Jan van Riebeeck who wasn’t Jan van Riebeeck

The history of South Africa changed when Jan van Riebeeck arrived in Table Bay on 6 April 1652 with his three ships, De Reiger, De Drommedaris and De Goede Hoop.

His mission was to establish a refreshment station for the Dutch East India Company that would supply Dutch ships with fresh provisions and medical assistance on their trade expeditions to the East as the death rate en route was very high.

Approximately half of all their ships’ crews died, mainly from scurvy which was the result of the consumption over a long period, of food preserved in salt which resulted in a lack of Vitamin C.

Van Riebeeck was accompanied by his wife, Maria de la Quellerie, their son, 82 men and 8 women. Their arrival marked the beginning of permanent European settlement in South Africa.

Van Riebeeck left the Cape of Good Hope ten years later.

But who was the man on SA’s old bank notes?


It’s not common knowledge that this may not be Van Riebeeck’s face at all. Historians say there are no verified images of South Africa’s first settler.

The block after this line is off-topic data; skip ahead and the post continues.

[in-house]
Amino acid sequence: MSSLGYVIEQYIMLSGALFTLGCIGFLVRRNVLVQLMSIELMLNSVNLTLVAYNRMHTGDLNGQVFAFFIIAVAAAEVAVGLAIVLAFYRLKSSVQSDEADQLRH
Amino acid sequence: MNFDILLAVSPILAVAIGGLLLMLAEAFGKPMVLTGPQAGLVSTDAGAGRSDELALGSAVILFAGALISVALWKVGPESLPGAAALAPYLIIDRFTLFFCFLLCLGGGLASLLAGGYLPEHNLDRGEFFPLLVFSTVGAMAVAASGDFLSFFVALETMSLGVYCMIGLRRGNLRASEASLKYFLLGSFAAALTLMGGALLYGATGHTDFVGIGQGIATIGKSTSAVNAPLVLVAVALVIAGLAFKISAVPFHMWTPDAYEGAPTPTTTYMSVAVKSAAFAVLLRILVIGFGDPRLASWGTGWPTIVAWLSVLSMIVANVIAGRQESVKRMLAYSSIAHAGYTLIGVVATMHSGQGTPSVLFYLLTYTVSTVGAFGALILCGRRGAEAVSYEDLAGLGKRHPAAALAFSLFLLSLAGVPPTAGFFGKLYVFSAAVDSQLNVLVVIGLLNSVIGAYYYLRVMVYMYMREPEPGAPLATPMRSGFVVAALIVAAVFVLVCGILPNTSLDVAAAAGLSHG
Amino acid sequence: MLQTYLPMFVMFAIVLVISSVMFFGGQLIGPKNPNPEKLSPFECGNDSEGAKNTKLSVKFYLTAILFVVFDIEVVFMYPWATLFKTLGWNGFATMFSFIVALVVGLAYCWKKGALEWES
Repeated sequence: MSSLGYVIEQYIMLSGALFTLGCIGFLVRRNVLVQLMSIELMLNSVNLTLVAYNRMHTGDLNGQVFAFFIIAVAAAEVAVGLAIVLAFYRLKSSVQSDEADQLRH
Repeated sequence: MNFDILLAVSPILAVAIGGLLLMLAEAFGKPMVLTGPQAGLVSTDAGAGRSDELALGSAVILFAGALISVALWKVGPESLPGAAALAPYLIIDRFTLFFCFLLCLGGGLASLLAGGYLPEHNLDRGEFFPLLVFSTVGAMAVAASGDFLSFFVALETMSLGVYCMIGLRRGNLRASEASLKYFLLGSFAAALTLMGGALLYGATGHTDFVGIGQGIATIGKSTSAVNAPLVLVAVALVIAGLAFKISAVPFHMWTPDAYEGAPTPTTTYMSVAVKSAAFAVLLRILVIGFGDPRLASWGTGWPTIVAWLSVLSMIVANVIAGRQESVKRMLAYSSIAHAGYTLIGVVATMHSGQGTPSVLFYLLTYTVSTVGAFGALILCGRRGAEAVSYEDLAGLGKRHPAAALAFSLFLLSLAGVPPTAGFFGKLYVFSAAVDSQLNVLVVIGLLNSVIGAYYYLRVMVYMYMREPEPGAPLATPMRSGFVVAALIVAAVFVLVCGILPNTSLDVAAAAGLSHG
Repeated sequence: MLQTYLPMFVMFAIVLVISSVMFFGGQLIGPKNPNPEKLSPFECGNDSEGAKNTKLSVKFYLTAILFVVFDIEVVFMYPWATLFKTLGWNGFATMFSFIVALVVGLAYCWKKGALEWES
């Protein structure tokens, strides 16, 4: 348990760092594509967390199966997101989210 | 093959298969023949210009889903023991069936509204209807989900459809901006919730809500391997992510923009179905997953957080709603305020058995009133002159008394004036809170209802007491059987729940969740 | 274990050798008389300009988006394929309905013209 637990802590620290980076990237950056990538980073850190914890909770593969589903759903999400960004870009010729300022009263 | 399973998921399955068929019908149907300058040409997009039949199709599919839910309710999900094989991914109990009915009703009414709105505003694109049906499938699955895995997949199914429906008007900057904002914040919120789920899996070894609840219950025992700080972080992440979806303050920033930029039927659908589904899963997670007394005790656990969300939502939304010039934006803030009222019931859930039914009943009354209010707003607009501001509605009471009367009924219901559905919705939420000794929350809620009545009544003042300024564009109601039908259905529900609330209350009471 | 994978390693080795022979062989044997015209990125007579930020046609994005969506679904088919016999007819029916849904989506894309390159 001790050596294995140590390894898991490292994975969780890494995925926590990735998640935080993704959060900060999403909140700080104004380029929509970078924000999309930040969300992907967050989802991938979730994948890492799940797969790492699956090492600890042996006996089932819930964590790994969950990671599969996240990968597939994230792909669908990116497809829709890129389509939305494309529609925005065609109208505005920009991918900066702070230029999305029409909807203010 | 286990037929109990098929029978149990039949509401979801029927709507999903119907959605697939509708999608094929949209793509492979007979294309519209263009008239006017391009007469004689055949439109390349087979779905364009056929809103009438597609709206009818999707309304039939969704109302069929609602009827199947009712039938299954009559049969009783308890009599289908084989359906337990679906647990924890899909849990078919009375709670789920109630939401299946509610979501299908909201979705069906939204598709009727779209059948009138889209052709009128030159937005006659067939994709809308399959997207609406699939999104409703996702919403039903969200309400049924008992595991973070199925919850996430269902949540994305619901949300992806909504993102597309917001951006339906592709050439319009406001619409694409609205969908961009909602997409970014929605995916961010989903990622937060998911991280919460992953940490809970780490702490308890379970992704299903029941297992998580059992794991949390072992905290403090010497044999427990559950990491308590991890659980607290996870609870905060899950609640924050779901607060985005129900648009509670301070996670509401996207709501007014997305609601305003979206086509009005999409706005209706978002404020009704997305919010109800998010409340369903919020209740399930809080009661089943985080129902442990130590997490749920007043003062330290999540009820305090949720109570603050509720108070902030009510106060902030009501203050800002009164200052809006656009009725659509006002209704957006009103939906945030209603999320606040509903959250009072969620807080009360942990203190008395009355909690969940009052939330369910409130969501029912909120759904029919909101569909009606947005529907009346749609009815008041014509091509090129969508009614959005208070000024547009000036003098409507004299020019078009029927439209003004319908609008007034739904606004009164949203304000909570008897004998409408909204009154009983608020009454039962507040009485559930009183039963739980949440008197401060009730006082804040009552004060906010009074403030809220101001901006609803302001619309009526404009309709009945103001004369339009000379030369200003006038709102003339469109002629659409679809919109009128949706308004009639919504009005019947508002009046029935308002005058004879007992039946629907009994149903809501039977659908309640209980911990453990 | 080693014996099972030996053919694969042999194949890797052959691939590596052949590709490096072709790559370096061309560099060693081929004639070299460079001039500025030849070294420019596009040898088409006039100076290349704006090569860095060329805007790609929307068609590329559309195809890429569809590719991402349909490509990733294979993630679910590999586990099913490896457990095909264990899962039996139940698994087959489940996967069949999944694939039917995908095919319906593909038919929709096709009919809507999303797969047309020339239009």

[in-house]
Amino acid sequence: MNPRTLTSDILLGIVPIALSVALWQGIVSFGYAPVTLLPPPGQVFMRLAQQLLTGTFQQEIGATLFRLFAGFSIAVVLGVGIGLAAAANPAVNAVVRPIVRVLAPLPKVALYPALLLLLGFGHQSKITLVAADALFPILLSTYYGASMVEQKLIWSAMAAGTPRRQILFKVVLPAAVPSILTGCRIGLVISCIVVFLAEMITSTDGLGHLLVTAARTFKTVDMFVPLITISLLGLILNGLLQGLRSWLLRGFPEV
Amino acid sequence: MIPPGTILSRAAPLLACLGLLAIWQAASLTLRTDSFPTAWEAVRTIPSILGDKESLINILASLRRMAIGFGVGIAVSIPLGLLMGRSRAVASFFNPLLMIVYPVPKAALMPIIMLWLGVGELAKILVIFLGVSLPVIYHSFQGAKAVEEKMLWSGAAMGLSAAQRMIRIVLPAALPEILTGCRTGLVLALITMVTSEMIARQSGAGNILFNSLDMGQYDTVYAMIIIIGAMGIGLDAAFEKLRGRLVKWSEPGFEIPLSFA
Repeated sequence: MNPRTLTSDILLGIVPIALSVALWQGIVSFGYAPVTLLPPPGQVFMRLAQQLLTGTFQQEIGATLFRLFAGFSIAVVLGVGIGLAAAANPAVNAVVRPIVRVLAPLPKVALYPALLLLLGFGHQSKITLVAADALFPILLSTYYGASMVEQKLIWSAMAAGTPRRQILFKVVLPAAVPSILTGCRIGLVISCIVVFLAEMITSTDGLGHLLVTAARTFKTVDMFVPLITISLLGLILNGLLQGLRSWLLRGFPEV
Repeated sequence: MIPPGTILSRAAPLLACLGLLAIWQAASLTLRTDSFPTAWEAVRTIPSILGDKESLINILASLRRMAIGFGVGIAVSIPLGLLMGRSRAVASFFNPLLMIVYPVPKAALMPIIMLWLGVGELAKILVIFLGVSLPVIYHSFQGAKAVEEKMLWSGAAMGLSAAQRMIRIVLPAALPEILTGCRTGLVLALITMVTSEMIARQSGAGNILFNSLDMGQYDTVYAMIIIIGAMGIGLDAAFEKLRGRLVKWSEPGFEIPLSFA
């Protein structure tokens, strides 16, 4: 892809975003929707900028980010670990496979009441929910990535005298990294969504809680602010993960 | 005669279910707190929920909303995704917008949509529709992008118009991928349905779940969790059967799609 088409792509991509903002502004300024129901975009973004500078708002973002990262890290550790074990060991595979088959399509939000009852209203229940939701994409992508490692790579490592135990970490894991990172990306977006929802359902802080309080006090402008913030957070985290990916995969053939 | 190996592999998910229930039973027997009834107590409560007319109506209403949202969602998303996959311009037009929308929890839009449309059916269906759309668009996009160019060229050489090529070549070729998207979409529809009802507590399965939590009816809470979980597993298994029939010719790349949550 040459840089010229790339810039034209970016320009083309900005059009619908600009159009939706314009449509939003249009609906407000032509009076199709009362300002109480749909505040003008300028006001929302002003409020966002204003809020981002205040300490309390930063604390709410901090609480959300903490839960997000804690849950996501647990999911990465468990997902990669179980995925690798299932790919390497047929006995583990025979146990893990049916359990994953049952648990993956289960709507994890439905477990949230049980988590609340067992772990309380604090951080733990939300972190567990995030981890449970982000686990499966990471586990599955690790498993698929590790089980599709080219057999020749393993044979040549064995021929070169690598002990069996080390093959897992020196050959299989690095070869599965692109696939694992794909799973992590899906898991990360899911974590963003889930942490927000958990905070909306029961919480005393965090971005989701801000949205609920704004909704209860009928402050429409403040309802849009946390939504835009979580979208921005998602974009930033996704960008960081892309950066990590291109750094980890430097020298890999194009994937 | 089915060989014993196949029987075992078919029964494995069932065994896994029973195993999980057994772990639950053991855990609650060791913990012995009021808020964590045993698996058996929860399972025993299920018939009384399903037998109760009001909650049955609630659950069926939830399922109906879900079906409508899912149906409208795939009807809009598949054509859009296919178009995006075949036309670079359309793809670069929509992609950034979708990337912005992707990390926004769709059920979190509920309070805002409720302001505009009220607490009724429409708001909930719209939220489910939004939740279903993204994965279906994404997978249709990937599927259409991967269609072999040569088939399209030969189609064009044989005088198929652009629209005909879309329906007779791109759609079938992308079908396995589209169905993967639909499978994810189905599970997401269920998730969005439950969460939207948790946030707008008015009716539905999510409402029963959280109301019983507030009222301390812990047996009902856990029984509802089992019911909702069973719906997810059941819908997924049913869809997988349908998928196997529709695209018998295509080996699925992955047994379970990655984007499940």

It seems that the portrait of Van Riebeeck, that became a symbol of national pride, is not him at all, but most likely that of a Dutch local who never set foot in South Africa.

Founders Day was celebrated as a public holiday until 1994

The day of Jan Van Riebeeck’s arrival at the Cape became a public holiday and was celebrated as Van Riebeeck Day until 1974.

In 1980 the public holiday was changed to Founders Day. It was abolished in 1994 by the newly elected ANC government.

Watch: On a lighter note

South African comedians Casper de Vries and Annelisa Weiland’s take on Jan van Riebeeck and Maria de la Quellerie.


Caxton Central

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